Often people in the church treat accountability as a last resort, not a lifestyle.
Accountability is a buzz word among Christians—perhaps an overused one—that sounds like a great idea, but for many it isn’t very practical. One survey found that even among those who regularly meet with a small group from their church (formally or informally), only 7% say accountability is one of the functions of the group.
How can we cast accountability in a new light for God’s people? Is accountability in the Bible, and what does it actually look like?
Accountability in the Bible Includes Confession – James 5:13-16
While the word “accountability” isn’t a Biblical term in the strictest sense, the concept of believers meeting together for confession, prayer, and encouragement is found all throughout the New Testament. We see this clearly spelled out in James 5.
The text posits a scenario where a believer finds himself sick. Here is James’ prescription: “Let him call for the elders of the church, and let them pray over him, anointing him with oil in the name of the Lord…And if he has committed sins, he will be forgiven.” (v.14-15). The elders of the church—those charged with the spiritual wellbeing of this individual—come to this person with a three-pronged approach:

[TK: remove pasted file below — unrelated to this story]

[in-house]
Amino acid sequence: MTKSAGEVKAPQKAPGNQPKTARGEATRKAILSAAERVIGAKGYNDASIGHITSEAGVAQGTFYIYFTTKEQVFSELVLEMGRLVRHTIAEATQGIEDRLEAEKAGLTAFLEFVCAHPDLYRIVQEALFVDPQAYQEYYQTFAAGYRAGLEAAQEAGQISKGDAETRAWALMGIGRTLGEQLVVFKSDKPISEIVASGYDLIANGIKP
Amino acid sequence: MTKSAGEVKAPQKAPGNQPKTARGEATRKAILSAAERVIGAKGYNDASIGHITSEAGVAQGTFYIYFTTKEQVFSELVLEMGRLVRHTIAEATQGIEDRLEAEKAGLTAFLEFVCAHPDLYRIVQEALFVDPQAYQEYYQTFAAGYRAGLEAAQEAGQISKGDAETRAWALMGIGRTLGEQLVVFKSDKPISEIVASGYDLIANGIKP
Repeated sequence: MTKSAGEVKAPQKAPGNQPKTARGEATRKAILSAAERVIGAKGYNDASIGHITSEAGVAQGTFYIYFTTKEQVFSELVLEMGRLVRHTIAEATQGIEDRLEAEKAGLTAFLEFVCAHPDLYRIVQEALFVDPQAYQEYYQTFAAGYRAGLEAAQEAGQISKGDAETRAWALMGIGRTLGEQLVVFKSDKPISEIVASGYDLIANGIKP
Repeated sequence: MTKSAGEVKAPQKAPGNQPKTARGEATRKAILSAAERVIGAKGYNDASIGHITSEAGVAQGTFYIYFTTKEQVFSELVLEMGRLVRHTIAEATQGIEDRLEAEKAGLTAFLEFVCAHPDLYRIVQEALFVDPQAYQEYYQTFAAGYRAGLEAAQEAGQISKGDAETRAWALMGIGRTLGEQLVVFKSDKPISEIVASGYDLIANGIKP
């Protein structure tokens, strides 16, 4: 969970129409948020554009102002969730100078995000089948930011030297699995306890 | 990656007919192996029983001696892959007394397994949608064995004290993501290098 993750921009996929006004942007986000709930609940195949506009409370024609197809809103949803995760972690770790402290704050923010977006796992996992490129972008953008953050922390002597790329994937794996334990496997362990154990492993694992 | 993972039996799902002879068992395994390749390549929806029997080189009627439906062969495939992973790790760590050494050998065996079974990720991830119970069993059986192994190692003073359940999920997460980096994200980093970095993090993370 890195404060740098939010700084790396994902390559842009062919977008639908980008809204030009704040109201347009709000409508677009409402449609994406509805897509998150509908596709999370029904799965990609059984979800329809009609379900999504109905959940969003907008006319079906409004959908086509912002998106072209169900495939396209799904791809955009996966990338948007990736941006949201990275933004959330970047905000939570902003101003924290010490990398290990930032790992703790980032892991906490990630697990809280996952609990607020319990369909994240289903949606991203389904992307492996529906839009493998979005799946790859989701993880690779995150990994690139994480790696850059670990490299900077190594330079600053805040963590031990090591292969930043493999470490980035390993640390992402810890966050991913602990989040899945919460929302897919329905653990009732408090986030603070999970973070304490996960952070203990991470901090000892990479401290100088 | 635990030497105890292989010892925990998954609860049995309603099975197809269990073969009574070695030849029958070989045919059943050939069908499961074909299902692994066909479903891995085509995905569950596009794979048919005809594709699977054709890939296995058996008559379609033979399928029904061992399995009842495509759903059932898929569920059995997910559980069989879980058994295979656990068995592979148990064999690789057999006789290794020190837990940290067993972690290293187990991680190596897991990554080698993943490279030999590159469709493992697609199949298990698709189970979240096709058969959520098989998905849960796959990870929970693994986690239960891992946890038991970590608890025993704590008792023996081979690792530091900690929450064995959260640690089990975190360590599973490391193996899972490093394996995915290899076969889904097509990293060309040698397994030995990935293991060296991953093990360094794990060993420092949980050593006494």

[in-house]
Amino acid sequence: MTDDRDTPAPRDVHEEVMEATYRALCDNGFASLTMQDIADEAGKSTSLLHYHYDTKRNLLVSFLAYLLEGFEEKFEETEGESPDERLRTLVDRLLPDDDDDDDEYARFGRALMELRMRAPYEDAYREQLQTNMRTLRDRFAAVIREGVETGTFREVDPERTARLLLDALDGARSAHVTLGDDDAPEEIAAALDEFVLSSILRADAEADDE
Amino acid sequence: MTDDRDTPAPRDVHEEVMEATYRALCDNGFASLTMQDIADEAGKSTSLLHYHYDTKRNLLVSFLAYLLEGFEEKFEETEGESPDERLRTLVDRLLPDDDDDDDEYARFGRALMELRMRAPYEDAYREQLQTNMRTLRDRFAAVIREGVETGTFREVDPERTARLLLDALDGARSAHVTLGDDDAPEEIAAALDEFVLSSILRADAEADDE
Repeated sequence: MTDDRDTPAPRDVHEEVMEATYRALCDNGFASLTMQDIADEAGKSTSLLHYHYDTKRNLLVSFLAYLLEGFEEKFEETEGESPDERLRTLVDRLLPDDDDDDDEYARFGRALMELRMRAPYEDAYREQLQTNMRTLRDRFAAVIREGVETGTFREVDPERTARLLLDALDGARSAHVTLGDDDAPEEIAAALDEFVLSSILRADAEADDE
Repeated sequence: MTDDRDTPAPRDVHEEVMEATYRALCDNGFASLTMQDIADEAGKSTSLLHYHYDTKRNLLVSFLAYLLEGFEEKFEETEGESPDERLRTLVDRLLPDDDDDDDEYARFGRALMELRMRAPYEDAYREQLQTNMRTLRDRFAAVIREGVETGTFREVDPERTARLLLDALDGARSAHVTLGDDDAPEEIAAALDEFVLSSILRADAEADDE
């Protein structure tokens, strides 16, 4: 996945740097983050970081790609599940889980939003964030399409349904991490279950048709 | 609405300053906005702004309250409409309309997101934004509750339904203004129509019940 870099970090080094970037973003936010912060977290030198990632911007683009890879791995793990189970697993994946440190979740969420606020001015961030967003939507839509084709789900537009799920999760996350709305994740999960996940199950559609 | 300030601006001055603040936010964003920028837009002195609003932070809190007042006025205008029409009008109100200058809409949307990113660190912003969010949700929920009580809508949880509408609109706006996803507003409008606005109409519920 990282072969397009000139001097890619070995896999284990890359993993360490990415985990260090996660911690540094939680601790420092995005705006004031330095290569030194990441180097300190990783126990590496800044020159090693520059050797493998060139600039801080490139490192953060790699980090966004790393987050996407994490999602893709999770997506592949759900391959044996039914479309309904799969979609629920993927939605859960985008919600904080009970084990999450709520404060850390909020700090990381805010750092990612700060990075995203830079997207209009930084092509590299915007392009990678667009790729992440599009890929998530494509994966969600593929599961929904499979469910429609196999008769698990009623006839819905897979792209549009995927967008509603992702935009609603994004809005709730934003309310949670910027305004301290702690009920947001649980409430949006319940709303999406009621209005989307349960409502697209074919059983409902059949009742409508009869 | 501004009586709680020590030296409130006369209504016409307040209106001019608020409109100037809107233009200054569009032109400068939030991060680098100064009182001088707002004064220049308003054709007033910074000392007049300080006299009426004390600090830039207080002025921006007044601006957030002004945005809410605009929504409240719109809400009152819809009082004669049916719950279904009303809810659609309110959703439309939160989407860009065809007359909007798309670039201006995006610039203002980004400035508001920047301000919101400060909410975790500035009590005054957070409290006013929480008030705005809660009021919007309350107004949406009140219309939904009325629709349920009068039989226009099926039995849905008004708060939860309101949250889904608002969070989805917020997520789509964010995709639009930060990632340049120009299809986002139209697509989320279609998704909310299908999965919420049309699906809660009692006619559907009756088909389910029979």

- Prayer – Ask God to lift the cause of the ailment.
- Medicine – Oil was (and is) believed to have medicinal value.
- Confession – While sin might not be an underlying cause of the problem, it might be. Implied in the text is that the elders probe to discover what unconfessed sins may be the driving cause of illness.
But then James makes a sudden shift in subject: he is no longer talking about meeting with elders, but mutual confession among church members. “Therefore, confess your sins to one another and pray for one another, that you may be healed” (v.16).
Why is this James’ concluding thought? Because if unconfessed sin can be the cause of spiritual and physical malaise in our lives, it makes sense that the church practice routine “preventative medicine” by confessing sins to one another—allowing no secret lives to develop.
Today, advocates of preventative medicine stress the need for good habits in our lives that make it harder for diseases to take hold: proper hygiene, balanced nutrition, proper balance of vitamins and minerals, plenty of water, routine exercise of the heart and lungs. For James, mutual confession is an essential vitamin we need to take on a regular basis.
We need to engage in regular accountability, not just when things are going wrong, but all the time. We need to engage in relationships where we specifically discuss the details of our deepest sins and weaknesses to receive help, encouragement, and challenge.
Accountability in the Bible Includes Prayer – James 5:16-18
“The prayer of a righteous person has great power as it is working” (v.16).
While prayer without confession can be surfacey, confession without prayer places no dependence on God who is our ultimate Healer.